When I wrote those words, I had no idea I was predicting my future. How very prescient of me. I would start offering my psychic services, but New York already has quite enough of those, and at an average price of around $10 I'm not sure it would really be worth my while.
The signs everywhere, advertising the presence of psychics, used to be one of those little extras that I noticed. They stood out to me when I first arrived, and not just because they tend towards the neon end of design. Because they were different, they were foreign. I was foreign.
I'm still foreign - kind of. I have the accent but so do lots of people - nobody in Manhattan is actually from here, of course. I am in many ways just another New Yorker, rushing around all day and half the night, sharpening my elbows so I can make it here. Yup, nothing too special about me.
And because of that fact, because this city is crammed to bursting point with millions of other young people with a certain amount of brains, nous, talent and connections, I am no longer funny. Don't get me wrong - this isn't a pity post. I still make my husband laugh, and my friends, and my parents (yes, that's right, my mum thinks I'm cool). But when it comes to writing I've had a chronic case of writer's block, caused (I believe) by the 'I'm so great!' attitude that America generally, and this city more specifically, makes you cultivate. It's hard to spend all day working to convince people you're awesome then write about how you're really not, and all my best material comes from self-denigration. In London, where sarcasm rules, I'm funny (if I do say so myself). In New York, where they like to think sarcasm rules, I'm not (because, whisper it, it doesn't. NYCers are rank amateurs compared to Londonites).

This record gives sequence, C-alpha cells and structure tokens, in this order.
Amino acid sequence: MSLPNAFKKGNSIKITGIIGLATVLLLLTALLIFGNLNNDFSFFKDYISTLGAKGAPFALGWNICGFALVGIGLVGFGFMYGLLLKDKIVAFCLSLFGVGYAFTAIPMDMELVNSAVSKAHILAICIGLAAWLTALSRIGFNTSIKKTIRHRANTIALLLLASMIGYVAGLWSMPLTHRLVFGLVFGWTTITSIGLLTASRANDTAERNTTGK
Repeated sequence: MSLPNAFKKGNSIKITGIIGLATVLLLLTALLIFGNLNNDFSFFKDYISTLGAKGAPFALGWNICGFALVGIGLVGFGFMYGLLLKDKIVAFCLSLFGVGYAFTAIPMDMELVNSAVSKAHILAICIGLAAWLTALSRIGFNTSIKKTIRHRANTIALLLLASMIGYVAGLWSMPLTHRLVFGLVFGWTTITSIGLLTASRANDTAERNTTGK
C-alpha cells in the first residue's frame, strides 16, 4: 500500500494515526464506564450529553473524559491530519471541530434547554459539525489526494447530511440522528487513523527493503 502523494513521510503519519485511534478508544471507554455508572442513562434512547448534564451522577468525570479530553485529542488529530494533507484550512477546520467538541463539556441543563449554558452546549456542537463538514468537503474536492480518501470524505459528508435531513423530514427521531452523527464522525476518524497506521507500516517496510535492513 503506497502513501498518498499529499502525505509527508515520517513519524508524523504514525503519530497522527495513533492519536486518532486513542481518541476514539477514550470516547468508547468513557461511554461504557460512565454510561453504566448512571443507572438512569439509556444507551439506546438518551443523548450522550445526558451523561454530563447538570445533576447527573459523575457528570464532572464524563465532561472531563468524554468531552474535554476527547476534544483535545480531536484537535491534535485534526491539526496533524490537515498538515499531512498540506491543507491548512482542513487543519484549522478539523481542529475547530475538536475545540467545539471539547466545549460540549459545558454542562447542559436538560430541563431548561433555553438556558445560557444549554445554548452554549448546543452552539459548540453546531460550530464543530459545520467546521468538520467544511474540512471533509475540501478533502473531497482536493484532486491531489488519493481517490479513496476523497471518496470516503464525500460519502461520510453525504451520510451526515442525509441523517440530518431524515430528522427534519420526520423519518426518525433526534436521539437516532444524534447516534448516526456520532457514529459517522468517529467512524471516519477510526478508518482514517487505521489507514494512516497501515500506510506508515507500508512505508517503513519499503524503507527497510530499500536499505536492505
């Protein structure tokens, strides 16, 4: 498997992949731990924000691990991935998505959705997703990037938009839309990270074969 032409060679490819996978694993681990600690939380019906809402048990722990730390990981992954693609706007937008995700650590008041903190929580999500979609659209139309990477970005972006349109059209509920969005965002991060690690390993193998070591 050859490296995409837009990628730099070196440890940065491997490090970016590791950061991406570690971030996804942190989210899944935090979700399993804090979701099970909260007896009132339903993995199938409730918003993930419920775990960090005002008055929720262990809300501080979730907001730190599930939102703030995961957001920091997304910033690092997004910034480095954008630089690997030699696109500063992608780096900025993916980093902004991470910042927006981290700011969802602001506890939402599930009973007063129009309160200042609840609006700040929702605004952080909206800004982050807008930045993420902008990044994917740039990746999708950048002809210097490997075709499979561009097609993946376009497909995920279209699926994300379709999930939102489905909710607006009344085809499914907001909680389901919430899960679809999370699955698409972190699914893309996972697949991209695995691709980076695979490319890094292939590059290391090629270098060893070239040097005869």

So - I could just stop writing this blog, and for a couple of months there, it seemed like I would - had already, in fact. I stopped writing, and the blog stopped being written (wouldn't it be great if it did it by itself?!). However, I'm kind of vain, and I think I have something to say, and I think you all should hear it, and looking back over the last two and a half years, I appreciate the memories and the happiness and the nostalgia Condiments gives me. I also appreciate the improvement it's forced upon my writing, and I'd definitely like some more of that. Always good to get better at something you enjoy. And I enjoy this.
So, Condiments stays, but with a change of direction. Part one of the makeover takes place this Friday. Look forward to catching up then.
Happy New Year!